9. bloke in spain,

    > If you just regard your home as a place to live, it doesn’t matter what the value is.

    It matters very much to the bank who has lent you the money to buy it!

  10. “OK, so why not abolish stamp duty and simply levy a tax on profits from selling a (first) house?”

    As has already been hinted at, define “profit”. And then add a whole dimension of politics in and around the calculation of what is in or out of the calculation of profit.

    CGT on second homes is one thing, but doesn’t affect *that* many people. Imagine trying to bring first homes into that kind of régime and the political fallout that would bring.

    Here in CH there’s a whole complicated tax situation around home ownership (theoretical rental value is taxed as income, mortgage interest is deductible, certain maintenance costs are deductible, certain admin charges for apartments are deductible) and it’s a nightmare. But then, homeownership is under 40%, so it affects fewer people.

  11. Rob

    I agree CGT on Primary House Sales is one of the most substantial revenue raisers a government could possibly bring in – but without extending the terms of a Parliament to 30 years to avoid the major electoral fallout there’s simply no way it would go through.

    Additionally while I think money in property is an utter disaster in economic terms – it would be far better in other more useful assets such as equities and bonds, I fully understand given the spate of misselling scandals over the past 30 years why people are reluctant to invest money with Asset Managers or follow the advice of IFAs to invest in the latest fads.

    It’s a very difficult situation, and beyond reducing taxes to around 1914 levels and saying to people who decide to abuse a minimum of 11 years of free schooling by getting no grades or who refuse gainful employment which is good enough for people straight off the plane/boat that they will be forced to the street/soup kitchen I am not sure there is an easy solution and those who peddle one are simply kicking an already battered can down the road for the umpteenth time.

  12. Typical half-baked idea, trying to keep a bubble inflated when it is long overdue to bust.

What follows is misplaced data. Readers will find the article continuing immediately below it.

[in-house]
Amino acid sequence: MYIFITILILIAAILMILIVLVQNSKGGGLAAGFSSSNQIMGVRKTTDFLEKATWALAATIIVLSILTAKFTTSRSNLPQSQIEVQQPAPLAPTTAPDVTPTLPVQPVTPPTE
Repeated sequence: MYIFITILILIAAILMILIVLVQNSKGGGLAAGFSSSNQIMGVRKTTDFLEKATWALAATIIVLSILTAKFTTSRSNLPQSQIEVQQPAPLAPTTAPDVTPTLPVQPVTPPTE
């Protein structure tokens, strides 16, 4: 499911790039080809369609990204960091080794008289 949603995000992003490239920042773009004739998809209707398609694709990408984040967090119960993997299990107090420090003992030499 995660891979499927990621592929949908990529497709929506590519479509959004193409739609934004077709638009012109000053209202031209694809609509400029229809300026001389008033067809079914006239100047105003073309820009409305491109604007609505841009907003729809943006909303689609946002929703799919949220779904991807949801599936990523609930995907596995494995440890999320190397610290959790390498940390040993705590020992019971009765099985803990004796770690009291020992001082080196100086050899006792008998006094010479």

“Yes, you are having to pay the stamp duty on the property you are selling, but it is less than the one you are buying, so in a net change you are better off.”

    A lot of people (rightly or wrongly) see their house as a pension, there are probably likely to be a lot of downsizers in future.

  13. VP ” I am not sure there is an easy solution and those who peddle one are simply kicking an already battered can down the road for the umpteenth time.”

    precisely

  14. Actually introducing CGT onto main dwellings would be a good idea, not because it would work, it would be a disaster as the vast majority of people have no concept of tax – they get their wages net of tax, they pay prices inclusive of VAT, they live in a world of ‘I have £x, I can spend it on what I like, if I sell something I own I keep all the money.’ Making people like that have to start interacting with HMRC would result in mass tax evasion/failure to pay for lack of organisation, and force subsequent actions by HMRC to recover taxes owed. Which would be a good thing because more people would then come to hate the State and its taxing powers…………………

  15. I can’t see why there should be a problem introducing CGT on primary house sales provided it started with a tax-free allowance at a level which meant that most people wouldn’t be liable and targeted those making hundreds of thousands or millions tax-free.

    Then simply let the real value of the tax-free allowance erode over time and by the time the majority of transactions were eligible for CGT most people would have forgotten that house sales ever used to be tax-exempt.

  16. Jim,